Calling the X1 Fold 16 a laptop or a tablet isn’t accurate, it’s a system. That’s how you know this experiment has been successful because it has achieved a device that is everything those devices are at any time it’s required but without any real compromise to the user experience. I cannot say the same for other tablet-style machines that also have a keyboard accessory. The internals in the model I was provided were top shelf with a 12th Gen Intel i7 CPU, 32GB of RAM (LPDDR5) and 1TB of storage; everything you would want in a high-end ultrabook. Two Thunderbolt 4 and one USB-C 3.2 Gen 2 ports let you connect whatever you want with the correct adapter, dongle or hub. The two batteries (48 Whr plus an optional 16 Whr based on configuration) give you all day (10-11hrs) battery life for light and moderate tasks. Of course, you will want to keep the charger nearby for heavy lifting as that will tax the battery.
The hardware is impressive, no question. Hardware can be let down by clunky software if it isn’t up to the task. Thankfully, the experience with Windows 11 feels seamless. Logging in with the Windows Hello camera next to a 1080p web camera is the fastest I’ve ever experienced. The optional keyboard has a built-in fingerprint reader just to the right of the spacebar. Rotating the screen, adding the keyboard on top of the bottom half and having the magnets attach are also trivial and do not interrupt the productivity of the user.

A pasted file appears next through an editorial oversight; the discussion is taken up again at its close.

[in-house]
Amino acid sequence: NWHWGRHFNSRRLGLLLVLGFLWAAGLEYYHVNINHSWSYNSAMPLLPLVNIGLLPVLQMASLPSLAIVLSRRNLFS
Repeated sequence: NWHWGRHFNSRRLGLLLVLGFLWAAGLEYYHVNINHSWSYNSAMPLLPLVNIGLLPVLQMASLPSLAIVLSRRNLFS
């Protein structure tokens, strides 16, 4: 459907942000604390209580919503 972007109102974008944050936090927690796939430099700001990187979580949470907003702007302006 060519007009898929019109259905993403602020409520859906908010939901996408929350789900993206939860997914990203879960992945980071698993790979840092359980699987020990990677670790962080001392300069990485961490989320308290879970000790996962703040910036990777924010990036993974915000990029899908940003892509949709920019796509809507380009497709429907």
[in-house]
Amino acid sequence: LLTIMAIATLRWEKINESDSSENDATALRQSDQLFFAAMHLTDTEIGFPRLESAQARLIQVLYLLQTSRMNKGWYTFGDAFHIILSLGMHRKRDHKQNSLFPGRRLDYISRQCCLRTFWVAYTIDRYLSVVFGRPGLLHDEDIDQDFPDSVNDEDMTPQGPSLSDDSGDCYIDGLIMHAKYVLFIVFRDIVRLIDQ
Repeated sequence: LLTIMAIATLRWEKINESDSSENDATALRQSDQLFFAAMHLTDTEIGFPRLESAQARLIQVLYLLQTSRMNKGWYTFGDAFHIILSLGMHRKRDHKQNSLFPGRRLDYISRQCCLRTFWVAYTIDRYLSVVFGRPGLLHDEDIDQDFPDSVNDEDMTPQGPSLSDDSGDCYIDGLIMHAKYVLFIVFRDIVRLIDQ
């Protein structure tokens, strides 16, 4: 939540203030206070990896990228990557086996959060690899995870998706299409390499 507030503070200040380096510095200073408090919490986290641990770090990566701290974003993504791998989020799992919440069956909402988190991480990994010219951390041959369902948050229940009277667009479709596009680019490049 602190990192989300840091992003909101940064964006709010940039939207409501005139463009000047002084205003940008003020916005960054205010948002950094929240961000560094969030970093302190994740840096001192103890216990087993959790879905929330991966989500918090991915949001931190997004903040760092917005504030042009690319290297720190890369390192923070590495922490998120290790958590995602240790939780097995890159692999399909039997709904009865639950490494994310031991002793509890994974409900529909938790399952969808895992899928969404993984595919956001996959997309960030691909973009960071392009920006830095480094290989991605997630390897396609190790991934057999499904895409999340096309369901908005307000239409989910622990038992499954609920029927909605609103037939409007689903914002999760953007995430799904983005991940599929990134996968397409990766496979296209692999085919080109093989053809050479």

Speaking of that keyboard, the TrackPad features a haptic technology where you can adjust the force feedback you get during its use. Good job from the team over at Sensel for producing this TrackPad while respecting the TrackPoint user experience. The TrackPoint buttons were not enabled by default but can be turned on with a quick click and you can adjust the feedback of the TrackPoint button area and TrackPad area independently to be two different experiences making it easy to tell where you are clicking from feel alone. Rounding out the experience is the introduction of the TrackPoint to the X1 Fold family and it comes with the same double-tap menu on the reintroduced Z series where double tapping the top of this iconic red cap gets you a radial menu you can customize.
To learn about what has changed between this device and the production version, check out this article: https://news.lenovo.com/thinkpad-x1-fold-still-defines-a-category-lenovo-created/